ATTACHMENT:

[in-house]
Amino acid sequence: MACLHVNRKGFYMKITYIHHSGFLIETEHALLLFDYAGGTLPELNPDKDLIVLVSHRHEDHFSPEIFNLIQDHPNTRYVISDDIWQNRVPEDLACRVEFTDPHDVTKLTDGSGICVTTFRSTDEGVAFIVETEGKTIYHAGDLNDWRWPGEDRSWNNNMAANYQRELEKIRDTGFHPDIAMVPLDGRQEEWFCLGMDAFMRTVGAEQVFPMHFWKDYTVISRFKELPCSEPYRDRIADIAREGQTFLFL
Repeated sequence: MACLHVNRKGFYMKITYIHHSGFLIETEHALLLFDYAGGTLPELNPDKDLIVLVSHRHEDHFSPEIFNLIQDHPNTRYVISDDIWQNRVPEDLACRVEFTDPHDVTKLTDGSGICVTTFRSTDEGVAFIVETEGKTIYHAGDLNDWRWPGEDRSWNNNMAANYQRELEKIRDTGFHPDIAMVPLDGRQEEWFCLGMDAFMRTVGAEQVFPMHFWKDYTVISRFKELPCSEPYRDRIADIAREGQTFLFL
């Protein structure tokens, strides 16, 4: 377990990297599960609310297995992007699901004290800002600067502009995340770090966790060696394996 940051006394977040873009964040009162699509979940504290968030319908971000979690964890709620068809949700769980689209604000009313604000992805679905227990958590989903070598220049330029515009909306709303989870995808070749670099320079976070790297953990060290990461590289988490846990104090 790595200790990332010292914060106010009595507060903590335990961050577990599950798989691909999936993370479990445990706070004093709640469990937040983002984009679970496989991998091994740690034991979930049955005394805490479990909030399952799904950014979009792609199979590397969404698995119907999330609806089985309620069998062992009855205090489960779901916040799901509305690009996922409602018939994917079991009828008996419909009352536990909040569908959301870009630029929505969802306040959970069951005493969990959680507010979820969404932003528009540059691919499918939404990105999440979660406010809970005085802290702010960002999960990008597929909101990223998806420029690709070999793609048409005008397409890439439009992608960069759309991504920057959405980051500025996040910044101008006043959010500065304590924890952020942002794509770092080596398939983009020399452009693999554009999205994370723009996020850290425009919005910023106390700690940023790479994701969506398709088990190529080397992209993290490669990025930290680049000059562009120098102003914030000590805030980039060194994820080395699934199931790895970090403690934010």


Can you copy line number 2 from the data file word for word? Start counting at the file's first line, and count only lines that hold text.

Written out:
Amino acid sequence: MACLHVNRKGFYMKITYIHHSGFLIETEHALLLFDYAGGTLPELNPDKDLIVLVSHRHEDHFSPEIFNLIQDHPNTRYVISDDIWQNRVPEDLACRVEFTDPHDVTKLTDGSGICVTTFRSTDEGVAFIVETEGKTIYHAGDLNDWRWPGEDRSWNNNMAANYQRELEKIRDTGFHPDIAMVPLDGRQEEWFCLGMDAFMRTVGAEQVFPMHFWKDYTVISRFKELPCSEPYRDRIADIAREGQTFLFL